China Sinovac shot seen highly effective in real world study

Sinovac Biotech Ltd.’s vaccine is wiping out Covid-19 among health workers in Indonesia, an encouraging sign for the dozens of developing countries reliant on the controversial Chinese shot, which performed far worse than western vaccines in clinical trials.

Indonesia tracked 25,374 health workers in capital city Jakarta for 28 days after they received their second dose and found that the vaccine protected 100% of them from death and 96% from hospitalization as soon as seven days after, said Health Minister Budi Gunadi Sadikin in an interview on Tuesday. The workers were tracked until late February.

Sadikin also said that 94% of the workers had been protected against infection an extraordinary result that goes beyond what was measured in the shot’s numerous clinical trials though it’s unclear if the workers were uniformly screened to detect asymptomatic carriers.a person sitting on a bench: Vaccination Phase 2 Starts in Bali

“We see a very, very drastic drop,” in hospitalizations and deaths among medical workers, Sadikin said. It’s not known what strain of the coronavirus Sinovac’s shot worked against in Indonesia, but the country has not flagged any major outbreaks driven by variants of concern.

The data adds to signs out of Brazil that the Sinovac shot is more effective than it proved in the testing phase, which was beset by divergent efficacy rates and questions over data transparency. Results from its biggest Phase III trial in Brazil put the shot known as CoronaVac’s efficacy at just above 50%, the lowest among all first-generation Covid-19 vaccines. A spokesman for Sinovac in Beijing said the company cannot comment on the Indonesian study until it acquires more details.

In a separate interview with Bloomberg Tuesday, Sinovac’s chief executive officer Yin Weidong defended the disparity in clinical data around the shot, and said there was growing evidence CoronaVac is performing better when applied in the real world.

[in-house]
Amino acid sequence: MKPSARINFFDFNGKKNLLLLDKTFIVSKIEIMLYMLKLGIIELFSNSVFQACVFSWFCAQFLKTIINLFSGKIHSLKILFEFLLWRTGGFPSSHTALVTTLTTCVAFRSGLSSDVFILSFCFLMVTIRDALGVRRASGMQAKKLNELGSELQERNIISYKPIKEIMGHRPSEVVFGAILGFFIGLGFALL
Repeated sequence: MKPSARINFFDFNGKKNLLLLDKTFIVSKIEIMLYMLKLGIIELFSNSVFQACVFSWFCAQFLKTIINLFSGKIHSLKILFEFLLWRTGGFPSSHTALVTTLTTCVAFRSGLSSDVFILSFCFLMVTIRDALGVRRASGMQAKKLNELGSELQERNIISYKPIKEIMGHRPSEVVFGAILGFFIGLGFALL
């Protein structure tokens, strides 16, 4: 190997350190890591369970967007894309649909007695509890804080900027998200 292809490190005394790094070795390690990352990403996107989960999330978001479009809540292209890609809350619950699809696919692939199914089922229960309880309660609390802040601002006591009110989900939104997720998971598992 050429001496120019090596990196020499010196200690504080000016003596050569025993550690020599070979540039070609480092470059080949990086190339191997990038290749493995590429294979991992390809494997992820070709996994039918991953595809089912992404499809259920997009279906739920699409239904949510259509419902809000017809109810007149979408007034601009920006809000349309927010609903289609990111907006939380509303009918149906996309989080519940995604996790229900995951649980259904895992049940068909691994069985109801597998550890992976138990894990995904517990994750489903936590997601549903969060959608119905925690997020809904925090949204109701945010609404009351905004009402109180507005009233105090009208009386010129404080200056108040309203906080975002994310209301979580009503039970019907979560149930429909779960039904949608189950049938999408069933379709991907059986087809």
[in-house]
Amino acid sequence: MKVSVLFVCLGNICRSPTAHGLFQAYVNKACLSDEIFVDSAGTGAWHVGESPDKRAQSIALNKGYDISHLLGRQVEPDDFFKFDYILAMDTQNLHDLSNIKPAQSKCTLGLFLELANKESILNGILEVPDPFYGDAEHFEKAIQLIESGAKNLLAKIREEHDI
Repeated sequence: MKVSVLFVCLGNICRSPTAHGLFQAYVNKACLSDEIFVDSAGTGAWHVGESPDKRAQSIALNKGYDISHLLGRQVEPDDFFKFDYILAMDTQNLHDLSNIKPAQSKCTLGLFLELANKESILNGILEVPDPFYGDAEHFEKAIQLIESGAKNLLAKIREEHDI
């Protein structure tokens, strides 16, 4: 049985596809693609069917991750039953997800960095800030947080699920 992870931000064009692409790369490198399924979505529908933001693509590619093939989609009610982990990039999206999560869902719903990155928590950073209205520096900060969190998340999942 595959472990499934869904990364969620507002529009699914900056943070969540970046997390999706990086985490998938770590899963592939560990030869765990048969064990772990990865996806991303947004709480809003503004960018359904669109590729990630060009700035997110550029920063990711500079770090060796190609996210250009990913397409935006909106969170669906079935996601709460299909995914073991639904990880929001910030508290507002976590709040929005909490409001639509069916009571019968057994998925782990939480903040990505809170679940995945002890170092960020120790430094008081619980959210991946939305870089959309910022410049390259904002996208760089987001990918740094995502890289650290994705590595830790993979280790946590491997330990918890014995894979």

But the real-world examples also show that the Sinovac shot’s ability to quell outbreaks requires the vast majority of people to be vaccinated, a scenario that developing countries with poor health infrastructure and limited access to shots cannot reach quickly. In the Indonesian health worker study, and another in a Brazilian town of 45,000 people called Serrana, nearly 100% of people studied were fully vaccinated, with serious illness and deaths dropping after they were inoculated.

In contrast, Chile saw a resurgent outbreak after vaccinating over a third of the population of 19 million — one of the fastest rates in the world, but not fast enough to stop the spread of the aggressive variant sweeping Latin America.

“The earliest group of people vaccinated in Chile are old people. Less than 15 million of doses given to Chile means only 7 million people can get our shots. That equals to only 36% of a population of 19 million,” said Yin. “It’s normal that the country sees a resurgence of infections as social activities increase among the younger people who are mainly not inoculated.”

Among people vaccinated with CoronaVac in Chile, 89% were protected from serious Covid-19 that requires intensive care, said Yin. The vaccine’s protection is likely to vary from place to place due to virus variants, but Sinovac’s shot appears to be holding up well against the new mutations of concern, he said.

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